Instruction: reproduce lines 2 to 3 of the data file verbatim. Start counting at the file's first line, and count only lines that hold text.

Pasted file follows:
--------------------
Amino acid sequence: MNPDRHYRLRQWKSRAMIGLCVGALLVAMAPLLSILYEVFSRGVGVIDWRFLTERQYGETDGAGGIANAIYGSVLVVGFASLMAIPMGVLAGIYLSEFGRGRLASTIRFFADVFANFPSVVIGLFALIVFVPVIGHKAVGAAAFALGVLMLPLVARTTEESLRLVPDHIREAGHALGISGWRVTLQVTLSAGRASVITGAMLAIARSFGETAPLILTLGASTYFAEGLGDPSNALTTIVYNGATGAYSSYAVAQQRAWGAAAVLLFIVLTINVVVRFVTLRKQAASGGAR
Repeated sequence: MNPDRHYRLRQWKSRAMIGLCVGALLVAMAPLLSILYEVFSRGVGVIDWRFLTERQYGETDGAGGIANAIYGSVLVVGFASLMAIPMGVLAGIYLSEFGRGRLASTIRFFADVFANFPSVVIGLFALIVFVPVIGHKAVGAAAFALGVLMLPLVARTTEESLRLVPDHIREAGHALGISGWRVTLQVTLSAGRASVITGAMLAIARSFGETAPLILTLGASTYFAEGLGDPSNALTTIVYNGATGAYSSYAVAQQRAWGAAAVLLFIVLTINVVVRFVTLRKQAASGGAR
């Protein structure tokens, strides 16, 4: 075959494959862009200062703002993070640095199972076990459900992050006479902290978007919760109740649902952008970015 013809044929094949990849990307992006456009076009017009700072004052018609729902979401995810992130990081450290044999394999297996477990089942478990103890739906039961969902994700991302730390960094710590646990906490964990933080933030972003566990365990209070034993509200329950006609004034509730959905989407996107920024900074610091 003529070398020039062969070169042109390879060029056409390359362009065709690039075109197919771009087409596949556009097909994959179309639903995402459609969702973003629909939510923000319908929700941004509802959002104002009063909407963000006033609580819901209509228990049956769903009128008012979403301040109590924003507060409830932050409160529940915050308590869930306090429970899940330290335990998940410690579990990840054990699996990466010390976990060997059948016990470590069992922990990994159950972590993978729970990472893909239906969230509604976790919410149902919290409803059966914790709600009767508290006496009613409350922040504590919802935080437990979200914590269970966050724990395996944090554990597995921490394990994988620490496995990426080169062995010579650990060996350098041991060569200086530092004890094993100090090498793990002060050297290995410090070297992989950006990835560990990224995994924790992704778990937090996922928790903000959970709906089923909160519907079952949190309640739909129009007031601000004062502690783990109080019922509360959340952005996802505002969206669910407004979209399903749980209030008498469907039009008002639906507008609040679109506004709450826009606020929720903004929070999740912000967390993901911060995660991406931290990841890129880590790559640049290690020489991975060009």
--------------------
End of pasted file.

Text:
Repeated sequence: MNPDRHYRLRQWKSRAMIGLCVGALLVAMAPLLSILYEVFSRGVGVIDWRFLTERQYGETDGAGGIANAIYGSVLVVGFASLMAIPMGVLAGIYLSEFGRGRLASTIRFFADVFANFPSVVIGLFALIVFVPVIGHKAVGAAAFALGVLMLPLVARTTEESLRLVPDHIREAGHALGISGWRVTLQVTLSAGRASVITGAMLAIARSFGETAPLILTLGASTYFAEGLGDPSNALTTIVYNGATGAYSSYAVAQQRAWGAAAVLLFIVLTINVVVRFVTLRKQAASGGAR
């Protein structure tokens, strides 16, 4: 075959494959862009200062703002993070640095199972076990459900992050006479902290978007919760109740649902952008970015 013809044929094949990849990307992006456009076009017009700072004052018609729902979401995810992130990081450290044999394999297996477990089942478990103890739906039961969902994700991302730390960094710590646990906490964990933080933030972003566990365990209070034993509200329950006609004034509730959905989407996107920024900074610091 003529070398020039062969070169042109390879060029056409390359362009065709690039075109197919771009087409596949556009097909994959179309639903995402459609969702973003629909939510923000319908929700941004509802959002104002009063909407963000006033609580819901209509228990049956769903009128008012979403301040109590924003507060409830932050409160529940915050308590869930306090429970899940330290335990998940410690579990990840054990699996990466010390976990060997059948016990470590069992922990990994159950972590993978729970990472893909239906969230509604976790919410149902919290409803059966914790709600009767508290006496009613409350922040504590919802935080437990979200914590269970966050724990395996944090554990597995921490394990994988620490496995990426080169062995010579650990060996350098041991060569200086530092004890094993100090090498793990002060050297290995410090070297992989950006990835560990990224995994924790992704778990937090996922928790903000959970709906089923909160519907079952949190309640739909129009007031601000004062502690783990109080019922509360959340952005996802505002969206669910407004979209399903749980209030008498469907039009008002639906507008609040679109506004709450826009606020929720903004929070999740912000967390993901911060995660991406931290990841890129880590790559640049290690020489991975060009």